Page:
I'm challenging myself to read all the Pulitzer Prize winners in fiction as part of my 50 Things To Do Before I'm 50 list, and I've just completed my 14th prize winner. (Warning - there are a few spoilers in my review!)
This 700+ page novel was last year's winner. The Goldfinch is narrated by 27-year-old Theodore Decker as he looks back on his life and its many twists and turns. When he was 13-years-old, he and his mother were visiting the Metropolitan Museum of Art when a terrorist bomb exploded. His mother (and many others) were killed in the explosion, however Theo (in a disoriented concession-like state) is able to get out of the museum with a valuable and rare painting, The Goldfinch.
Theo's father had abandoned him and his mother some time before the incident at the museum, so he is taken in by the wealthy family of one of his school friends. During this time, he plods along, not feeling that he particularly belongs in the family, but nonetheless feeling safe. He also meets Hobie, the partner of an older gentlemen who he comforted (and who died) during the explosion at the museum. Hobie is a carpenter who repairs antique furniture, and Theo finds comfort in spending time with him in his workshop . . . and visiting with his niece who survived the explosion as well.
I was well into the book and really enjoying it at this point. I felt optimistic about Theo's future and the fact that he would ultimately find some way to return the painting, which he'd kept hidden all this time not sure how to explain how he came to have it in his possession. Then Theo's father (with his girlfriend) show up out of the blue and cart Theo off to live with them in Las Vegas. His father was a gambler and rarely home, so Theo meets and begins to hang out with Boris, who will be his lifelong friend. The boys spend most of their time drinking, doing drugs, and shoplifting. This portion of the book went on forever it seemed and was filled with lots of profanity and disturbing scenes of drug abuse, alcoholism and parental neglect, and I have to admit that I was bummed that I still had half the book to go.
This portion of Theo's story finally comes to a close when his father is killed in an auto accident as he's trying to leave town to avoid the men who are trying to collect his gambling debts. Theo steals money and drugs from his father's girlfriend and buys a bus ticket back to New York. When he shows up at Hobie's door, tired, dirty and without a place to stay, Hobie takes him in and eventually becomes his temporary guardian. I was relieved and thought this would be a huge turning point in the story, however although Hobie offered Theo a stable life and they eventually became partners in the antiques store/restoration business, Theo continues to be a drug addict and then also fraudulently sells furniture stating that is a rare antique when it is in fact a reproduction or a piece restored using new and old pieces and parts.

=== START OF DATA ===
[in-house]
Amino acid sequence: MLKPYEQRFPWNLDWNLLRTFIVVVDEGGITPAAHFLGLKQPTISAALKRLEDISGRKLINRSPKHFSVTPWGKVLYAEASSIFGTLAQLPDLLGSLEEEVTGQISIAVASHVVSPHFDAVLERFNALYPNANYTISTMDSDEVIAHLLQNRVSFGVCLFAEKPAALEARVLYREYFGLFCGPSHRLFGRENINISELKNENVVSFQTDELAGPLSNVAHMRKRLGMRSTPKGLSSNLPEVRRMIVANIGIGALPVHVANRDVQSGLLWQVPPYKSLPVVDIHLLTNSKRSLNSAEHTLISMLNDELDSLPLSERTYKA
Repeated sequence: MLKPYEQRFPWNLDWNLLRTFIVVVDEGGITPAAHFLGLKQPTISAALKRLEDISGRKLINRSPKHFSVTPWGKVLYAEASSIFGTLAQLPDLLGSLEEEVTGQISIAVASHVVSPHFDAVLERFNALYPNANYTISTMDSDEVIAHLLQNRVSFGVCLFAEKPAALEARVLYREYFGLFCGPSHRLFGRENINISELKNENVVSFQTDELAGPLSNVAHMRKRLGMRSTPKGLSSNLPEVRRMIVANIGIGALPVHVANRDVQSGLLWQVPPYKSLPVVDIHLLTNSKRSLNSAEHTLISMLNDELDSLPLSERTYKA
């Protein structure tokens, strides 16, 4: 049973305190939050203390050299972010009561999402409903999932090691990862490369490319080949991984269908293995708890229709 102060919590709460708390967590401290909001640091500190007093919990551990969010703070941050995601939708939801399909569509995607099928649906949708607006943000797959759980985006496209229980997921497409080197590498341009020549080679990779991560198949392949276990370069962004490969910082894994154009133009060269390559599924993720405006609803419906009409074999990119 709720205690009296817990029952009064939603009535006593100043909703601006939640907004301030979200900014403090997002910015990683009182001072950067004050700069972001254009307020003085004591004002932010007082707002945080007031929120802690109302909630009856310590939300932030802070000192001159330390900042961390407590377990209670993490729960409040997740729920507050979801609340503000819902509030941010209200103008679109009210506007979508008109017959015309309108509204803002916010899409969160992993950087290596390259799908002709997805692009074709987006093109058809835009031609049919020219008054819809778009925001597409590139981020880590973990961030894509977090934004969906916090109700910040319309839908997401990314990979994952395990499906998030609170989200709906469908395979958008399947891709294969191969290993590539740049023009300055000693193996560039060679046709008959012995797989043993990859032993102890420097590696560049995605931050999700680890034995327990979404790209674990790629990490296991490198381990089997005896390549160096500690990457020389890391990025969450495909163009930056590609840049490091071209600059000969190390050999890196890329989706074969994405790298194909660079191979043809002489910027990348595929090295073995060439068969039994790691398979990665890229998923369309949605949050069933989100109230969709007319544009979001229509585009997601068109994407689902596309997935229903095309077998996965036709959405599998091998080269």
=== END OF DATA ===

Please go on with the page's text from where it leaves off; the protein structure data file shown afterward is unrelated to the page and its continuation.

All this time, Theo had the painting (which he'd wrapped up securely inside a pillow case wound with lots of packing tape while he was in Las Vegas) stored in a temperature and humidity controlled storage unit. Although he still contemplated how he could return the painting after all this time, he felt a sense of security knowing it was there . . . until Boris shows up on the scene again years later and informs him that he actually took the painting back in Vegas and replaced the package with one similar. Boris is mixed up with drug trafficking and the painting has been used as collateral for all sorts of illegal transactions, but is currently lost after a botched deal. Theo is devastated, but he somehow continues to interact with Boris and they end up going to Amsterdam to retrieve the painting . . . which results in a showdown in which they each shoot and kill the gangsters that are also trying to retrieve the painting.
There are lots of other things going on in this novel - Theo is in love with Hobie's niece, but he's eventually engaged to his friend's sister, although they don't love each other. A client is threatening to reveal that Theo (& Hobie) are selling fraudulent "antiques", Theo's friend and his father are killed in a boating accident, etc. I have to admit that the storyline definitely made me want to continue reading to see what happened next (despite having to wade through the excessive bad language and disturbing drug scenes), yet the story could have been told much more succinctly. The painting, which should obviously be the central focus of the story as the book is titled after it, is often just something in the background that's not even mentioned for pages (or 100s of pages) at a time. And, after all that time invested, the conclusion was terribly disappointing.
In the end, everything seems to work out ok as Boris finds a way to return the painting to authorities (while collecting a HUGE reward, which he shares with Theo and some of the other thugs), Theo is able to buy back most of the furniture that was sold fraudulently without it affecting Hobie's business, and everyone continues on with their lives as if all these things (death, murder, theft, fraud, drugs, alcoholism, lies deceit) are simply part of life without really huge consequences. In the last 20 or so pages of the book, several of the characters (Boris, Hobie, Theo) verbalize what they've learned or how they feel about the events that have happened, which certainly should have been unnecessary at the end of 700 pages - somehow it seems the author could have shown those lessons learned rather than simply telling them at the end.
Have you read this book? Please share your thoughts in the comments.